The Whig Historians Within A Tradition
Paul Rapin de Thoyras's history of England, published in 1723, became "the classic Whig history" for the first half of the 18th century. Rapin claimed that the English had preserved their ancient constitution against the absolutist tendencies of the Stuarts. Rapin's history, however, lost its place as the standard history of England in the late 18th century and early 19th century to that of David Hume. In The History of England (1754-61), Hume challenged Whig views of the past and the Whig historians in turn attacked Hume; but they could not dent his history.
In the early 19th century some Whig historians came to incorporate Hume's views, dominant for the previous fifty years. These historians were members of the New Whigs around Charles James Fox (1749-1806) and Lord Holland (1773-1840), in opposition until 1830, and so "needed a new historical philosophy". Fox himself intended to write a history of the Glorious Revolution of 1688 but only managed the first year of James II's reign. A fragment was published in 1808. James Mackintosh then sought to write a Whig history of the Glorious Revolution, published in 1834 as the History of the Revolution in England in 1688. William Blackstone's Commentaries on the Laws of England (1765–69) and Henry Hallam's Constitutional History of England (1827) reveal many Whiggish traits. According to Arthur Marwick, Hallam was the first Whig historian.
Hume still dominated English historiography but this changed when Thomas Babington Macaulay, utilising Fox and Mackintosh's work and manuscript collections, published the first volumes of his The History of England from the Accession of James II in 1848. It proved an immediate success, replaced Hume's history and becoming the new orthodoxy. While Macaulay was a popular and celebrated historian of the Whig school, his work did not feature in Butterfield's 1931 book. According to Ernst Breisach "his style captivated the public as did his good sense of the past and firm Whiggish convictions". The first chapter of Macaulay's History of England proposes that:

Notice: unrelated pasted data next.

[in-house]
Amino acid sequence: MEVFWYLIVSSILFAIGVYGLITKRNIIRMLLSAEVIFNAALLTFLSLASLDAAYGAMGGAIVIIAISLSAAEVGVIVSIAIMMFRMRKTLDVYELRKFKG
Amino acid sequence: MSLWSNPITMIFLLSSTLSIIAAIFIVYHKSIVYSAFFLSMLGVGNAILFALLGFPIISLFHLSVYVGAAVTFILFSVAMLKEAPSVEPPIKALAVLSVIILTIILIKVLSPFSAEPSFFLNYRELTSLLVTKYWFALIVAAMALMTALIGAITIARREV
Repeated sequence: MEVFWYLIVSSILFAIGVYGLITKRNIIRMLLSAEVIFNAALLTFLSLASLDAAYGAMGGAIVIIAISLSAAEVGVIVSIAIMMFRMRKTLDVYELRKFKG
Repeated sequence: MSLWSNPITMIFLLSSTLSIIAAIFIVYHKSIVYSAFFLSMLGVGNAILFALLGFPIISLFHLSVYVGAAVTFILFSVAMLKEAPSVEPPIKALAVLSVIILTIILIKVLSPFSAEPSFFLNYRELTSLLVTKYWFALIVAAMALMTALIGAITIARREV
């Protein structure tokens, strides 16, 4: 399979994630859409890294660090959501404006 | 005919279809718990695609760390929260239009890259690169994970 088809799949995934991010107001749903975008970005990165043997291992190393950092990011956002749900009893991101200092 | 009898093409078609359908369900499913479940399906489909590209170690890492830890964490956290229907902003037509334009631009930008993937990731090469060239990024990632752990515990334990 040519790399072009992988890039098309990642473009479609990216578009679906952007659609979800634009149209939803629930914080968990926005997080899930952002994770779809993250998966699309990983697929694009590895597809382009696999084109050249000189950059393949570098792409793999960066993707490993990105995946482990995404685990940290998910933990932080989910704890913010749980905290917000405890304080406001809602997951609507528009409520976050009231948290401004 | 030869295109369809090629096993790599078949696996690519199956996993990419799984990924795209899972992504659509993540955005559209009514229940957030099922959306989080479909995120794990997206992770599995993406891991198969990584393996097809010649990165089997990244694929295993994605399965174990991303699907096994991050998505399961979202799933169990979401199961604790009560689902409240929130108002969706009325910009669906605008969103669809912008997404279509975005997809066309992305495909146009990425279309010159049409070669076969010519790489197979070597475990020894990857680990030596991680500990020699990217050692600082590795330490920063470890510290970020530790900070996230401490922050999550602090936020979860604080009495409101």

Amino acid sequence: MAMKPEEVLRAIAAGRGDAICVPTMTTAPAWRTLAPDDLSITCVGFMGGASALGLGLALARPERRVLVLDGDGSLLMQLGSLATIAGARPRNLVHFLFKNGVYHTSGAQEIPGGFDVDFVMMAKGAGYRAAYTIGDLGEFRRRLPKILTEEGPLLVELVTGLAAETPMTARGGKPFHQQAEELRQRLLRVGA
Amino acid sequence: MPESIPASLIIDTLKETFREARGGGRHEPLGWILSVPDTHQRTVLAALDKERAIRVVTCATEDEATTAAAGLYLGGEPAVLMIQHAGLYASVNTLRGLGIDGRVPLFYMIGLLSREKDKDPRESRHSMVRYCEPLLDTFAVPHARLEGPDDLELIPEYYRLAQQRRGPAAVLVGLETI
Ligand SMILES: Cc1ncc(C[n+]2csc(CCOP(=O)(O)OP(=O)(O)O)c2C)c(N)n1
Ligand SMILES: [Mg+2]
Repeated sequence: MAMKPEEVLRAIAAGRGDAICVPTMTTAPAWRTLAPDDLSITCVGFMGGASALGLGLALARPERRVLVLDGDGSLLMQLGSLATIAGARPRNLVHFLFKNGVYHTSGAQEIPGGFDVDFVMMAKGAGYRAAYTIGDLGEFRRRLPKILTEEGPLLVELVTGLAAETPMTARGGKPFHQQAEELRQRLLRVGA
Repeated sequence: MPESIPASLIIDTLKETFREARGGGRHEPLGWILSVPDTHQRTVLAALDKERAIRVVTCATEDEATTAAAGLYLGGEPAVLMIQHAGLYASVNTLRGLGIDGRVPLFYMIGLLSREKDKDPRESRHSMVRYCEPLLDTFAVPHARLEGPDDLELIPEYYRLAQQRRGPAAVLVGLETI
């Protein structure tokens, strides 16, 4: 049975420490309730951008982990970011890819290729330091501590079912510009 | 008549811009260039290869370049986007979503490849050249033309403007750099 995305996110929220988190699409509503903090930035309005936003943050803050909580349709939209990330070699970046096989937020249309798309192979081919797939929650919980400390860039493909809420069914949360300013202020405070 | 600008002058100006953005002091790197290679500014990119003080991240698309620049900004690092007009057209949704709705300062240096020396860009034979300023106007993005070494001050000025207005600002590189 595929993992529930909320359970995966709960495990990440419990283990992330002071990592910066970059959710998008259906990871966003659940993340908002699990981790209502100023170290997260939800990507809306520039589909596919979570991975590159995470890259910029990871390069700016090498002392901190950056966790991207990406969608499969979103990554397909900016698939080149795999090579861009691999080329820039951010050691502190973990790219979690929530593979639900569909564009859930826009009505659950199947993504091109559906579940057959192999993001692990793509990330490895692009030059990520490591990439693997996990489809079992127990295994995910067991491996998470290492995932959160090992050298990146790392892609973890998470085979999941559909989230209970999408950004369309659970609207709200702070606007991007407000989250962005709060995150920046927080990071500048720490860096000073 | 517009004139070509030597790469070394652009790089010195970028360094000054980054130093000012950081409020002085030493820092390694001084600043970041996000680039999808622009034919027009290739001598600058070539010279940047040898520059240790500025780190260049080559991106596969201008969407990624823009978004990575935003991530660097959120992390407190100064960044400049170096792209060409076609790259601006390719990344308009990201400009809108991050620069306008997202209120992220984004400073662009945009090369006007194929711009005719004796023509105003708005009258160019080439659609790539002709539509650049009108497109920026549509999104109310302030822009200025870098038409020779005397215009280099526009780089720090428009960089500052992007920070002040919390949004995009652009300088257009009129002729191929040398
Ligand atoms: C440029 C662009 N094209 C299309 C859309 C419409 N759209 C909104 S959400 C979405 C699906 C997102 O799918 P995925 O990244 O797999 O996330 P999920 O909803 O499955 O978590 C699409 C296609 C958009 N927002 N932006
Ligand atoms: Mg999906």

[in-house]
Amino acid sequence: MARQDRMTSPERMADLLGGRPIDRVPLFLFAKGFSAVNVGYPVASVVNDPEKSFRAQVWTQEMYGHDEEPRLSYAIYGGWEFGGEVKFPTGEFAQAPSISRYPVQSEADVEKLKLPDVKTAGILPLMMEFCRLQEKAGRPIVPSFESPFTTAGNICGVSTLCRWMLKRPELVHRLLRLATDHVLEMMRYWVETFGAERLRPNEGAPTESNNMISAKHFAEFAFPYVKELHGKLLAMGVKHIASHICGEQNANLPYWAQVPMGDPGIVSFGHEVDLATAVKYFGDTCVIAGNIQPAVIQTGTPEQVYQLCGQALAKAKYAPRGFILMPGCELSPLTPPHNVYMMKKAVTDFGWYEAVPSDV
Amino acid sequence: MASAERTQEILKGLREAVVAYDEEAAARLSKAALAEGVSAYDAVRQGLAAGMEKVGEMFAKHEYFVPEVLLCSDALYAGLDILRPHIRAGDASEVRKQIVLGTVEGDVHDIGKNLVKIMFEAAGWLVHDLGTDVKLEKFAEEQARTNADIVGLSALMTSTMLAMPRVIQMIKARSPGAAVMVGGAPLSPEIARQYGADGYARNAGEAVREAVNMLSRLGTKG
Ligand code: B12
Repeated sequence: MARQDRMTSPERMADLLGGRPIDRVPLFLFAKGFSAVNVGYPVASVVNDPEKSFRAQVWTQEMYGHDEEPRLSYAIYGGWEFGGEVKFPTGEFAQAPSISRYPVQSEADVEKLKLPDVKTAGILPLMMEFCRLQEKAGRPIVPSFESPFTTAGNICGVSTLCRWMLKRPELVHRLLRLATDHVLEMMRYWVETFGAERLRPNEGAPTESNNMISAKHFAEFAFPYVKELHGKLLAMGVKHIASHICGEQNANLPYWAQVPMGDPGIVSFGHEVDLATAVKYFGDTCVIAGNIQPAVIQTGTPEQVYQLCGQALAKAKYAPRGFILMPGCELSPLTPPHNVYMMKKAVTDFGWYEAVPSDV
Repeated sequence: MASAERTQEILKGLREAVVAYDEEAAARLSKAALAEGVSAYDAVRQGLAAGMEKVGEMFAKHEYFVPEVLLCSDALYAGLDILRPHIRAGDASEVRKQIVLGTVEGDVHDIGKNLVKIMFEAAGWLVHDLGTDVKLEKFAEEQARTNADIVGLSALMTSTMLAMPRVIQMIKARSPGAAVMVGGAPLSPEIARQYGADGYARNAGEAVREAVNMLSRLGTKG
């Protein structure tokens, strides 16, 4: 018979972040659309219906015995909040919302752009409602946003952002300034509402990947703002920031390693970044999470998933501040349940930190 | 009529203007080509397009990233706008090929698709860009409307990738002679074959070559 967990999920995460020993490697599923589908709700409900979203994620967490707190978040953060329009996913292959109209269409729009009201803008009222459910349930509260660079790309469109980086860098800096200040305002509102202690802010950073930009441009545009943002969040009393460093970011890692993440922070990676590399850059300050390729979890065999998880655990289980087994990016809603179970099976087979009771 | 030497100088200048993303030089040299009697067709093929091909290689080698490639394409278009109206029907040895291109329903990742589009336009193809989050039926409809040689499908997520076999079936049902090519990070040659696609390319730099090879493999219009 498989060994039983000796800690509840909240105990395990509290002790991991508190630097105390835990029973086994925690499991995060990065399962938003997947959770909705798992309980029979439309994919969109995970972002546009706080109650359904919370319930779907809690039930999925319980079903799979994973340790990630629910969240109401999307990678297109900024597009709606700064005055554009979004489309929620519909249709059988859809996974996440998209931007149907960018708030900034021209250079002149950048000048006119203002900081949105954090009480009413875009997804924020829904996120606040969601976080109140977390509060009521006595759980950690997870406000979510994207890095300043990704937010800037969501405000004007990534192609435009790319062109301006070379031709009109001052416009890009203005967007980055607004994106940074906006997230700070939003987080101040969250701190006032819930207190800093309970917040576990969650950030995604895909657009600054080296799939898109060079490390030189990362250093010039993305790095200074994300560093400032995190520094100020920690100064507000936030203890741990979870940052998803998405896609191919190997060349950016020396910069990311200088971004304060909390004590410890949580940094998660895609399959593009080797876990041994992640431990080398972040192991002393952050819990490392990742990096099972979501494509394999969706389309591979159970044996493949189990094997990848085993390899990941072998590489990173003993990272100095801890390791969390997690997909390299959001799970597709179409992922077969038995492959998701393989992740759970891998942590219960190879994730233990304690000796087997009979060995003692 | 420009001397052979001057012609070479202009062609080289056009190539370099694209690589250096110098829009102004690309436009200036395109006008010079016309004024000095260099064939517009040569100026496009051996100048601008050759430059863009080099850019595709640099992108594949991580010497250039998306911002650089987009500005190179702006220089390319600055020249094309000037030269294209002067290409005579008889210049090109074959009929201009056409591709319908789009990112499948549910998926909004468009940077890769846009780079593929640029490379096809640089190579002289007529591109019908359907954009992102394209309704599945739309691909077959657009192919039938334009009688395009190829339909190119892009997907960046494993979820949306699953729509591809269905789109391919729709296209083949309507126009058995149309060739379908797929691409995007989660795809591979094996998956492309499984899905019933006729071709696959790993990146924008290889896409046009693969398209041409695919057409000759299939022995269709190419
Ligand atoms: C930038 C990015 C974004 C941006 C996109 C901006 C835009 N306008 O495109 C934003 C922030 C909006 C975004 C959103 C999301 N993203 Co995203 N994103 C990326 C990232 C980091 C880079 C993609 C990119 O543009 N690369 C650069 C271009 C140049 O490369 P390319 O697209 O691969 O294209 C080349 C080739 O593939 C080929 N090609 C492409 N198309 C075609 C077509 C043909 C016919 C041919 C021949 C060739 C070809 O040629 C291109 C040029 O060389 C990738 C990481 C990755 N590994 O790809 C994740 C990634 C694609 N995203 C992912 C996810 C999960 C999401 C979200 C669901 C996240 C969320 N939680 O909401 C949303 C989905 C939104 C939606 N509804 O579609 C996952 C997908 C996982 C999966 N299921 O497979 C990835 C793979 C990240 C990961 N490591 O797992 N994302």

- I shall relate how the new settlement was, during many troubled years, successfully defended against foreign and domestic enemies; how, under that settlement, the authority of law and the security of property were found to be compatible with a liberty of discussion and of individual action never before known; how, from the auspicious union of order and freedom, sprang a prosperity of which the annals of human affairs had furnished no example; how our country, from a state of ignominious vassalage, rapidly rose to the place of umpire among European powers; how her opulence and her martial glory grew together; how, by wise and resolute good faith, was gradually established a public credit fruitful of marvels which to the statesmen of any former age would have seemed incredible; how a gigantic commerce gave birth to a maritime power, compared with which every other maritime power, ancient or modern, sinks into insignificance; how Scotland, after ages of enmity, was at length united to England, not merely by legal bonds, but by indissoluble ties of interest and affection; how, in America, the British colonies rapidly became far mightier and wealthier than the realms which Cortes and Pizarro had added to the dominions of Charles the Fifth; how in Asia, British adventurers founded an empire not less splendid and more durable than that of Alexander.
- ... (T)he history of our country during the last hundred and sixty years is eminently the history of physical, of moral, and of intellectual improvement.
William Stubbs (1825-1901), the constitutional historian and influential teacher of a generation of historians, became a crucial figure in the later survival and respectability of Whig history. According to Reba Soffer
|“||His rhetorical gifts often concealed his combination of High Church Anglicanism, Whig history, and civic responsibility.||”|
George Kitson Clark writes...the survival of the myth through the times of Stubbs is one of the most interesting and significant facts in its history. ... indeed it was largely later 19th century historians who converted that very equivocal, essentially medieval character Simon de Montfort into a forward-looking, Liberal-minded statesman with a profound understanding of the virtues of representative government.
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